If an opportunity like a reality show ever presented itself to you – maybe on the CMT channel – would that be something you might think about doing?

Well, maybe. Maybe if it was done in the same way Cindy shot this where it didn’t change my life and I could keep doing what I love. There would be some potential to put a message out there for the horses on such a larger scale than what I can do driving down the road in my truck and trailer. There could be some potential for something good to come out of it.

What have you learned from horses working with them for so many years?

What I’ve found for myself was that over the years you’re trying to find a way make the horse feel comfortable and relaxed to be with you. That’s when you really establish a relationship and feel you can get something accomplished with the horse. But there are things a person has to change within themselves to get to that point. That’s the point when you really are accepted into the horse’s world. Those things transcend horses. I’ve heard it from other students of mine over the years. They say, “I thought I was going to get better with horses just by hanging around them, but I found out by applying the same philosophies I do with the horses to the some of the things I have to deal with in my own life, things get better for me.” I sure found that to be true within myself.

There’s a saying that goes, “There is no greater agony than bearing an untold story inside you.” Why was telling your childhood story important to the documentary?

For me it’s because I thought there might be people that watch this documentary who have endured the same things I endured as a little boy. Of course, the conventional wisdom is that they’ll probably end up in a gang or in jail or something really dire. The message I wanted to convey is that you don’t have to accept that as something preordained to how you’re going to turn out. Someone might steal your childhood, but they can’t steal your will. There is a point where you’re given the opportunity in life to stop blaming everyone else and start taking responsibility for your life. You’re not always going to get closure and resolution, but sometimes you just have to leave it all behind.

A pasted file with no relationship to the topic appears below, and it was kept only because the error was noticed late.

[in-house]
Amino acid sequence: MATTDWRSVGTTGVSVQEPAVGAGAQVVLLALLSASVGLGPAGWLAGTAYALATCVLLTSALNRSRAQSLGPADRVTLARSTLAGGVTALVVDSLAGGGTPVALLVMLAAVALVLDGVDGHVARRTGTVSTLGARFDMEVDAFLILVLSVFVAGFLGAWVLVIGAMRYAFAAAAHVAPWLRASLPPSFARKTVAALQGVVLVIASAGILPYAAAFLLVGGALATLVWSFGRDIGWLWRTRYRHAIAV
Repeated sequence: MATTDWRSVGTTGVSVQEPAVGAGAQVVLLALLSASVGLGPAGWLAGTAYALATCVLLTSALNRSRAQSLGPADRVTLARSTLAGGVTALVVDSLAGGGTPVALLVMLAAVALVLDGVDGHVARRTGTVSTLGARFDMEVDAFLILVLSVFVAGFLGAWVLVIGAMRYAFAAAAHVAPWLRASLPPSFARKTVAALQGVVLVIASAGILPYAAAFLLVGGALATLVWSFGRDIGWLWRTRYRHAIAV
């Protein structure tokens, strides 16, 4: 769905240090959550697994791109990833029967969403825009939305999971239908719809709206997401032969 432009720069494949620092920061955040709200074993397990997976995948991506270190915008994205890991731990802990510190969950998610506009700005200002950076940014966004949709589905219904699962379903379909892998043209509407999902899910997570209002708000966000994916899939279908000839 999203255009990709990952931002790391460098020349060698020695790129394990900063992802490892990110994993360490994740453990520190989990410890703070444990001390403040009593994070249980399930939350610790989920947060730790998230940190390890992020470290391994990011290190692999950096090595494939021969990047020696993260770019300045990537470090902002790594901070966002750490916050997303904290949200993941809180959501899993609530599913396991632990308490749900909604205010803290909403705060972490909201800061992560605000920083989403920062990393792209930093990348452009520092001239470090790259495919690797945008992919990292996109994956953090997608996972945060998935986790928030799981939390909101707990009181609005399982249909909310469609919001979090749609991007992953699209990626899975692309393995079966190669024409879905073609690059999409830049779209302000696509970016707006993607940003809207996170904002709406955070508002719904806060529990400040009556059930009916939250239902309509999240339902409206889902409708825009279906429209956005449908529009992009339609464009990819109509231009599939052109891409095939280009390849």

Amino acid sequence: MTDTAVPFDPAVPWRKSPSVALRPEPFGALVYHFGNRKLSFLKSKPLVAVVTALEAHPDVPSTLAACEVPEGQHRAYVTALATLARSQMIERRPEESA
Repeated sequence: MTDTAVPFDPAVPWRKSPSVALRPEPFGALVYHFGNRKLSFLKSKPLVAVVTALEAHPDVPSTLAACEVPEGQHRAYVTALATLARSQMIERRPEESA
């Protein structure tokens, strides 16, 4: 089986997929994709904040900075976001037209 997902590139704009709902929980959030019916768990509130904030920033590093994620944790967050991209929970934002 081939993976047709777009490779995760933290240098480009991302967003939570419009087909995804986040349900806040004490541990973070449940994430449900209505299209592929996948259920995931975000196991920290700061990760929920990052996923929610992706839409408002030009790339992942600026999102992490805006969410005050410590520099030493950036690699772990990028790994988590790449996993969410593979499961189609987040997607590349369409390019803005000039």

Your positive attitude is such an inspirational part of the film. How much of that is you just trying to become the exact opposite type of person your father was?

Most of it to be honest with you. You can attribute a lot of the choices I made in my life up to this point as a result of doing my best not to be anything like my dad was.

Other than horses, are there any other animals in your life?

Well, we have plenty of dogs around the ranch. My wife has a couple of Jack Russells. I was one of those guys who said, “I will never have a Jack Russell ever in my life!” Word to the wise: Don’t say that because you will end up with a Jack Russell sometime in your life. I have to admit I’ve grown very fond of them. It pains me to say that. I can’t wait to see them when I get home.

Do you think you might have the same connection with them as you do the horses?

I think probably I do. Of course, my expertise lies in what I’ve devoted my life to. I wouldn’t pretend to be a great gift to any other animal. My interest has always been in the horses, but I do have an appreciation for other people who have devoted their life to other animals and have accomplished great things.

One Response

  1. Just saw this movie last night. Loved it. One of the things that stuck out to me is that it portrays an anti-stereotype about people from rural areas. This man and other in it were very thoughtful, talented, and vibrant people who were making an important contribution to society.

    Sorry about the previous comment. It was a test that I didn’t think would get published.